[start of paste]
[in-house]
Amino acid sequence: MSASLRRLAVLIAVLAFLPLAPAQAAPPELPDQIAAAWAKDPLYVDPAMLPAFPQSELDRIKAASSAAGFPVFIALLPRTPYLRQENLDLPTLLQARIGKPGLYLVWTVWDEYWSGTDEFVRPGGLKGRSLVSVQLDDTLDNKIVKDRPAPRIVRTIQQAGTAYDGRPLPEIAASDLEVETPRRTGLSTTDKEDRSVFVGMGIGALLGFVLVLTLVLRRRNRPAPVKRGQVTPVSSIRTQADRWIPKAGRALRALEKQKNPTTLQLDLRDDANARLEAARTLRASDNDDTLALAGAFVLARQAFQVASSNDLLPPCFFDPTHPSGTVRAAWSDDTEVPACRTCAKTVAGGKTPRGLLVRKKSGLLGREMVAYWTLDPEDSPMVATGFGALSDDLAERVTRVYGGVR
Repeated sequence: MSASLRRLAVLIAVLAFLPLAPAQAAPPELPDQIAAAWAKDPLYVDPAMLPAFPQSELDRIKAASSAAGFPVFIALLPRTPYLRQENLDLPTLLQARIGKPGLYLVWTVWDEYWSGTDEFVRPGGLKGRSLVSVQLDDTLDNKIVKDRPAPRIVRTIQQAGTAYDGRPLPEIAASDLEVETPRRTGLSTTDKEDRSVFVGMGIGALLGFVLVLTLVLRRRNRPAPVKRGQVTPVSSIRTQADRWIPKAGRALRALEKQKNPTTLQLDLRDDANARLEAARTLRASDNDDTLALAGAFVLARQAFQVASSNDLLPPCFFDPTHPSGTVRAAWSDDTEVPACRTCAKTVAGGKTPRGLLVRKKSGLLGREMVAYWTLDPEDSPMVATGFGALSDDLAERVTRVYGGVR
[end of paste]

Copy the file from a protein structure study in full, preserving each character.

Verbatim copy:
[in-house]
Amino acid sequence: MSASLRRLAVLIAVLAFLPLAPAQAAPPELPDQIAAAWAKDPLYVDPAMLPAFPQSELDRIKAASSAAGFPVFIALLPRTPYLRQENLDLPTLLQARIGKPGLYLVWTVWDEYWSGTDEFVRPGGLKGRSLVSVQLDDTLDNKIVKDRPAPRIVRTIQQAGTAYDGRPLPEIAASDLEVETPRRTGLSTTDKEDRSVFVGMGIGALLGFVLVLTLVLRRRNRPAPVKRGQVTPVSSIRTQADRWIPKAGRALRALEKQKNPTTLQLDLRDDANARLEAARTLRASDNDDTLALAGAFVLARQAFQVASSNDLLPPCFFDPTHPSGTVRAAWSDDTEVPACRTCAKTVAGGKTPRGLLVRKKSGLLGREMVAYWTLDPEDSPMVATGFGALSDDLAERVTRVYGGVR
Repeated sequence: MSASLRRLAVLIAVLAFLPLAPAQAAPPELPDQIAAAWAKDPLYVDPAMLPAFPQSELDRIKAASSAAGFPVFIALLPRTPYLRQENLDLPTLLQARIGKPGLYLVWTVWDEYWSGTDEFVRPGGLKGRSLVSVQLDDTLDNKIVKDRPAPRIVRTIQQAGTAYDGRPLPEIAASDLEVETPRRTGLSTTDKEDRSVFVGMGIGALLGFVLVLTLVLRRRNRPAPVKRGQVTPVSSIRTQADRWIPKAGRALRALEKQKNPTTLQLDLRDDANARLEAARTLRASDNDDTLALAGAFVLARQAFQVASSNDLLPPCFFDPTHPSGTVRAAWSDDTEVPACRTCAKTVAGGKTPRGLLVRKKSGLLGREMVAYWTLDPEDSPMVATGFGALSDDLAERVTRVYGGVR